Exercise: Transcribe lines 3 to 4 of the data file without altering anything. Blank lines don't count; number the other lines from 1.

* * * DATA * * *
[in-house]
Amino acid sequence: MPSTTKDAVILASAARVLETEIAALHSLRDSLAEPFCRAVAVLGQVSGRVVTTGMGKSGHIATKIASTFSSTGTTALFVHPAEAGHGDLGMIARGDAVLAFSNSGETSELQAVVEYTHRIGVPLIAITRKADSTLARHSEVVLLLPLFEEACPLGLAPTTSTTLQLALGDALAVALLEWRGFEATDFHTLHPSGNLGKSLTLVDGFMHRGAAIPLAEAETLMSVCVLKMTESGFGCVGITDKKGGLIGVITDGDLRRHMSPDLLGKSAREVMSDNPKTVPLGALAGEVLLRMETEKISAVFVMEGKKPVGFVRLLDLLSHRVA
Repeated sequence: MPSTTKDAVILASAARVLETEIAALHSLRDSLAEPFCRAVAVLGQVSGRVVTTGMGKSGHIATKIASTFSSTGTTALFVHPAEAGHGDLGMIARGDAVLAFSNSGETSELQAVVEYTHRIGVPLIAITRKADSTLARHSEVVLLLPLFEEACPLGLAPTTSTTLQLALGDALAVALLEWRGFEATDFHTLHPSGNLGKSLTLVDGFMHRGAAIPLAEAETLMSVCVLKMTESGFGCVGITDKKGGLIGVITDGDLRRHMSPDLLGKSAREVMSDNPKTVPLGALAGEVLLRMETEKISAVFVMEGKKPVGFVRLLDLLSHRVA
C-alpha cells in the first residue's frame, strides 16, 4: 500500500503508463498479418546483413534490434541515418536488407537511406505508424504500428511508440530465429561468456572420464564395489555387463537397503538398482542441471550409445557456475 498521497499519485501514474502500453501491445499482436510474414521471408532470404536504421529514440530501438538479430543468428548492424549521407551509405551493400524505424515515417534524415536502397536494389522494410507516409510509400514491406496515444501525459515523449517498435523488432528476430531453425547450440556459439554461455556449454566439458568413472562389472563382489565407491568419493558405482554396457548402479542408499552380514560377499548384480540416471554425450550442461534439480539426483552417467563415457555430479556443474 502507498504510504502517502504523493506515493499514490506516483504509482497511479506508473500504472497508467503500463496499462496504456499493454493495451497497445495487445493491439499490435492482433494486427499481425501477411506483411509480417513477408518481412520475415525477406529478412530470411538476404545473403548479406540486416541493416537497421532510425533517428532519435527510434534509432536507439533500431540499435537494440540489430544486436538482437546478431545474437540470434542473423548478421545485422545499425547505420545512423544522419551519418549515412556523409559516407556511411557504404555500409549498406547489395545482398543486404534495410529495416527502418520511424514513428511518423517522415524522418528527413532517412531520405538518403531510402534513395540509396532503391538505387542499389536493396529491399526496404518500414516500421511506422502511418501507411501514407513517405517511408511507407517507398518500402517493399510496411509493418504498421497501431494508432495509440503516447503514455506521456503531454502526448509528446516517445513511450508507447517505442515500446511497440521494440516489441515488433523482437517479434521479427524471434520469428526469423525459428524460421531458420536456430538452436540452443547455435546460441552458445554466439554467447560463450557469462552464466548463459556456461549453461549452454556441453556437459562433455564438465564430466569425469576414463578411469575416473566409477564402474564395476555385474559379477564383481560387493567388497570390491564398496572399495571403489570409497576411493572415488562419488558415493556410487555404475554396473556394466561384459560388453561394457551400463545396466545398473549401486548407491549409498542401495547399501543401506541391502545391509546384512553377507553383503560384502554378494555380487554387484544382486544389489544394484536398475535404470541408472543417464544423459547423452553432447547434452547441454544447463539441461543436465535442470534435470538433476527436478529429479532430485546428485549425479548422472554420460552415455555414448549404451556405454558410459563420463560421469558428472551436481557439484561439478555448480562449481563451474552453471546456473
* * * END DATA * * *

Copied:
Repeated sequence: MPSTTKDAVILASAARVLETEIAALHSLRDSLAEPFCRAVAVLGQVSGRVVTTGMGKSGHIATKIASTFSSTGTTALFVHPAEAGHGDLGMIARGDAVLAFSNSGETSELQAVVEYTHRIGVPLIAITRKADSTLARHSEVVLLLPLFEEACPLGLAPTTSTTLQLALGDALAVALLEWRGFEATDFHTLHPSGNLGKSLTLVDGFMHRGAAIPLAEAETLMSVCVLKMTESGFGCVGITDKKGGLIGVITDGDLRRHMSPDLLGKSAREVMSDNPKTVPLGALAGEVLLRMETEKISAVFVMEGKKPVGFVRLLDLLSHRVA
C-alpha cells in the first residue's frame, strides 16, 4: 500500500503508463498479418546483413534490434541515418536488407537511406505508424504500428511508440530465429561468456572420464564395489555387463537397503538398482542441471550409445557456475 498521497499519485501514474502500453501491445499482436510474414521471408532470404536504421529514440530501438538479430543468428548492424549521407551509405551493400524505424515515417534524415536502397536494389522494410507516409510509400514491406496515444501525459515523449517498435523488432528476430531453425547450440556459439554461455556449454566439458568413472562389472563382489565407491568419493558405482554396457548402479542408499552380514560377499548384480540416471554425450550442461534439480539426483552417467563415457555430479556443474 502507498504510504502517502504523493506515493499514490506516483504509482497511479506508473500504472497508467503500463496499462496504456499493454493495451497497445495487445493491439499490435492482433494486427499481425501477411506483411509480417513477408518481412520475415525477406529478412530470411538476404545473403548479406540486416541493416537497421532510425533517428532519435527510434534509432536507439533500431540499435537494440540489430544486436538482437546478431545474437540470434542473423548478421545485422545499425547505420545512423544522419551519418549515412556523409559516407556511411557504404555500409549498406547489395545482398543486404534495410529495416527502418520511424514513428511518423517522415524522418528527413532517412531520405538518403531510402534513395540509396532503391538505387542499389536493396529491399526496404518500414516500421511506422502511418501507411501514407513517405517511408511507407517507398518500402517493399510496411509493418504498421497501431494508432495509440503516447503514455506521456503531454502526448509528446516517445513511450508507447517505442515500446511497440521494440516489441515488433523482437517479434521479427524471434520469428526469423525459428524460421531458420536456430538452436540452443547455435546460441552458445554466439554467447560463450557469462552464466548463459556456461549453461549452454556441453556437459562433455564438465564430466569425469576414463578411469575416473566409477564402474564395476555385474559379477564383481560387493567388497570390491564398496572399495571403489570409497576411493572415488562419488558415493556410487555404475554396473556394466561384459560388453561394457551400463545396466545398473549401486548407491549409498542401495547399501543401506541391502545391509546384512553377507553383503560384502554378494555380487554387484544382486544389489544394484536398475535404470541408472543417464544423459547423452553432447547434452547441454544447463539441461543436465535442470534435470538433476527436478529429479532430485546428485549425479548422472554420460552415455555414448549404451556405454558410459563420463560421469558428472551436481557439484561439478555448480562449481563451474552453471546456473